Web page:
Acupuncture during pregnancy | treatment

Acupuncture during pregnancy provides drug-free treatment. We have years of experience helping women get the most out of their pregnancy.

 
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There are four important aspects to acupuncture during pregnancy discussed here:

1. Acupuncture through the trimesters: ensure the health of yourself and the baby
2. Acupuncture for symptoms in pregnancy
3. Acupressure before and during labour
4. Additional information: breech babies, labour induction and post-natal recovery

 

1. Acupuncture through the trimesters

 

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Implantation to 12 weeks
Once you have a positive pregnancy test, acupuncture is recommended every week to two weeks, up to 12 weeks, to reduce the chances of miscarriage and to ensure good blood quality and circulation for you and your baby. It is also useful to counteract the effects of stress and worry, and is commonly used to help alleviate common conditions of early pregnancy such as morning sickness and fatigue.

Second and third trimesters
Between 12 and 36 weeks acupuncture is recommended about every four weeks. Treatment helps to maintain good circulation and to balance hormones. If during this period any pregnancy related conditions develop then the frequency of treatment may need to be altered, depending on their nature

From 36 weeks
For the last few weeks, treatment is advised weekly. The development of the baby is complete and now you are preparing for childbirth. These pre-birth treatments will help prepare you for labour and the coming weeks. Treatment aims to help to ripen the cervix, increase your stamina entering into labour, to soften the tendons and ligaments and to help optimize the baby’s position.

 

2. Acupuncture for symptoms in pregnancy

 
woman with a strong toxicosis

     

        We recommend that any symptoms that develop during pregnancy are treated as quickly as possible. The sooner we start addressing them, the easier they are to resolve and the more likely you are to continue having a healthy pregnancy.

     

    • Constipation
    • Fatigue
    • Hypertension (pregnancy-induced)
    • Insomnia
    • Miscarriage (threatened and recurrent)
    • Nausea and vomiting (Morning Sickness)
    • Oedema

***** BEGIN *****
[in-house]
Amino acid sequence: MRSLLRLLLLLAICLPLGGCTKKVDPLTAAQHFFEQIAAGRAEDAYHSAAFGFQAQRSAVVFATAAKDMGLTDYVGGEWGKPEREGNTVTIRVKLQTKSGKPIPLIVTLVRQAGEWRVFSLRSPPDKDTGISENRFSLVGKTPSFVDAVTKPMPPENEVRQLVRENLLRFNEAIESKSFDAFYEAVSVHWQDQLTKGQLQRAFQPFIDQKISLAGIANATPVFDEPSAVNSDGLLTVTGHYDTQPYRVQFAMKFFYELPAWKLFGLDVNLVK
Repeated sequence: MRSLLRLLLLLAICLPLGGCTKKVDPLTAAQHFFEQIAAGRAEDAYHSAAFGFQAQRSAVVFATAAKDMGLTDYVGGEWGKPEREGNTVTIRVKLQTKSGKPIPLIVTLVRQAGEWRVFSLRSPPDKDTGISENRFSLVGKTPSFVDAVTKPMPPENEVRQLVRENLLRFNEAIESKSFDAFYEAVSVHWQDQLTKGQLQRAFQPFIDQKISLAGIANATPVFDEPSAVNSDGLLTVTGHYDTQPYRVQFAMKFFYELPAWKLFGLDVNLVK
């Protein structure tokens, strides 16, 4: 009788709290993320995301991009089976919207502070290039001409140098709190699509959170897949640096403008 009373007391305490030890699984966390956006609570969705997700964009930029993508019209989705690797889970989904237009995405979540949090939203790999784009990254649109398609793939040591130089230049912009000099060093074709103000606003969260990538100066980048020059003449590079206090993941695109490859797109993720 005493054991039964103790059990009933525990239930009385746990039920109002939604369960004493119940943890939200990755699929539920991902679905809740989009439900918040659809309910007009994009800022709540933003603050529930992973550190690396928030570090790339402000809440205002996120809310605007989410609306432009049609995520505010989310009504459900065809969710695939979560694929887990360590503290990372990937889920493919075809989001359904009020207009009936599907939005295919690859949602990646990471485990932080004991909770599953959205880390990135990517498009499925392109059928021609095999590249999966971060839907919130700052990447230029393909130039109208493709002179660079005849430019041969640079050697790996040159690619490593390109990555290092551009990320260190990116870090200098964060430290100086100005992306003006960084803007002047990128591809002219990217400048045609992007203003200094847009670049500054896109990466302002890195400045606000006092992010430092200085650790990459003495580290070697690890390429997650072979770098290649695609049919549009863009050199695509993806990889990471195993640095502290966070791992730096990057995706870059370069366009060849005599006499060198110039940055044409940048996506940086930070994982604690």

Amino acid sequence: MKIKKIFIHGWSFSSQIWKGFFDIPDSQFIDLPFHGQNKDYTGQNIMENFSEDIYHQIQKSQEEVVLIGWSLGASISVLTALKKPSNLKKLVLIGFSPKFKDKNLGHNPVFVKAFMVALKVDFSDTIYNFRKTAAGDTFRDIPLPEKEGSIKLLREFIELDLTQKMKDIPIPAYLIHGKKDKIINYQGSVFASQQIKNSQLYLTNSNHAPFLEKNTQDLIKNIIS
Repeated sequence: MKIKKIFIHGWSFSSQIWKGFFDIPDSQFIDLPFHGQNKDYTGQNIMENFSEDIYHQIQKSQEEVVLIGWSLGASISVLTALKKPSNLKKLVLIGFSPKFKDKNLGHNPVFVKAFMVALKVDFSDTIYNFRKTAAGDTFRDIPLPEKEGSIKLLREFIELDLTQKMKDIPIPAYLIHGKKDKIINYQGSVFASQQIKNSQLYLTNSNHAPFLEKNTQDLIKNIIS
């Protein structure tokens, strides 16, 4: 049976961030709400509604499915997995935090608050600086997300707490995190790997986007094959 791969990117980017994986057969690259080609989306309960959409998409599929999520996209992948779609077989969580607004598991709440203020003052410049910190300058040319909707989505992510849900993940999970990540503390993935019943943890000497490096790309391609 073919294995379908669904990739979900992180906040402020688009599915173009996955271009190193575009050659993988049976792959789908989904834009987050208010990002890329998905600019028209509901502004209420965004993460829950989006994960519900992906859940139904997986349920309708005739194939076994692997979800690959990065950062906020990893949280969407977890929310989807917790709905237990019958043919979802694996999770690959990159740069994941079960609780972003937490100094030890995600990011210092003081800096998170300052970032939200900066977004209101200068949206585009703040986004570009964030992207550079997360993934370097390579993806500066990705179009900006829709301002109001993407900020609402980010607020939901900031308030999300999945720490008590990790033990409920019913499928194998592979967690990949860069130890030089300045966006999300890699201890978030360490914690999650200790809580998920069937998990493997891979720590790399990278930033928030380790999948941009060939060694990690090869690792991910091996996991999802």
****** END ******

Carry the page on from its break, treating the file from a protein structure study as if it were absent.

• Pelvic pain
    • SPD (Symphysis Pubis Dysfunction)


    It can also provide effective treatment for:

    • Anaemia
    • Anxiety
    • Breech and poorly positioned babies
    • Emotional & psychological issues
    • Haemorrhoids
    • Heartburn
    • Hypertension (pregnancy-induced)
    • Musculoskeletal conditions
    • Small for dates babies
    • Thrush and abnormal vaginal discharge
    • Urinary tract infections
    • Varicose veins


    Acupuncture during pregnancy is also useful for:

    • Helping to induce labour
    • Preparing you for an efficient labour
    • Postpartum recovery

     

    3. Acupressure before and during labour

     

    There are a collection of acupressure points that can be really useful ‘before’ and ‘during’ labour. Around 38 weeks you may bring your birthing partner and I can demonstrate these and get them to practice on you. I will supply a handout. Their uses include:

    Before
    Improve sleep
    Help to energise and to relax
    Increase blood supply to the uterine muscles
    Soften and strengthen tendons and ligaments

    During labour
    Help soften and ripen the cervix
    Help regulate and strengthen contractions
    Help to energise and to relax Increase endorphin levels

     

    4. Additional information


    Breech presentation
    Breech babies are ideally treated between 34 – 36 weeks. At this stage treatment is 80% effective and often only requires a one off treatment to show you how to continue treatment at home with a moxa stick (a herb that has been rolled into a cigar like stick). This stick is lit and held over specific places in the body to stimulate the acupuncture points twice a day for up to 10 days.

    Induction acupuncture

    Once full-term is reached acupuncture can be used to encourage labour. Some points are specifically chosen for your individual constitution and some are more generic ones that interact directly with the sacral plexus – a group of nerves that are intimately involved in the birthing process.
 Success may require treatment on consecutive days and depends on timing with the best results between days 10 and 14 over.

    Post-natal recovery
    It can take a one to three months to recover from the combined effects of pregnancy and the birth process. According to Chinese medicine this is not bed rest but rather a period of recuperation. Rest should be taken when possible, exercise should be appropriate and diet should emphasize blood and energy production. In this day and age it is more important than ever with short paternity leave and social pressures for mothers to perform. Without sufficient support it may well mean months of tiredness.

    Acupuncture at this point can help


    • Aid breastfeeding and mastitis
    • Balance emotions
    • Build energy and blood
    • Heal scar and perineal tissue
    • Promote good sleep
    • Post-natal depression

     

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Rick Mudie

Rick Mudie

Rick is a Course Co-ordinator and Clinical Supervisor International College of Oriental Medicine (ICOM). He has degrees in Oriental Medicine from Brighton University and Social Sciences from Edinburgh University.

He has clinics in Brighton and Lewes, in East Sussex, and practices five-element 'Stems and Branches' and Traditional Chinese Medicine (TCM) acupuncture, with a strong emphasis on channel palpation.
 

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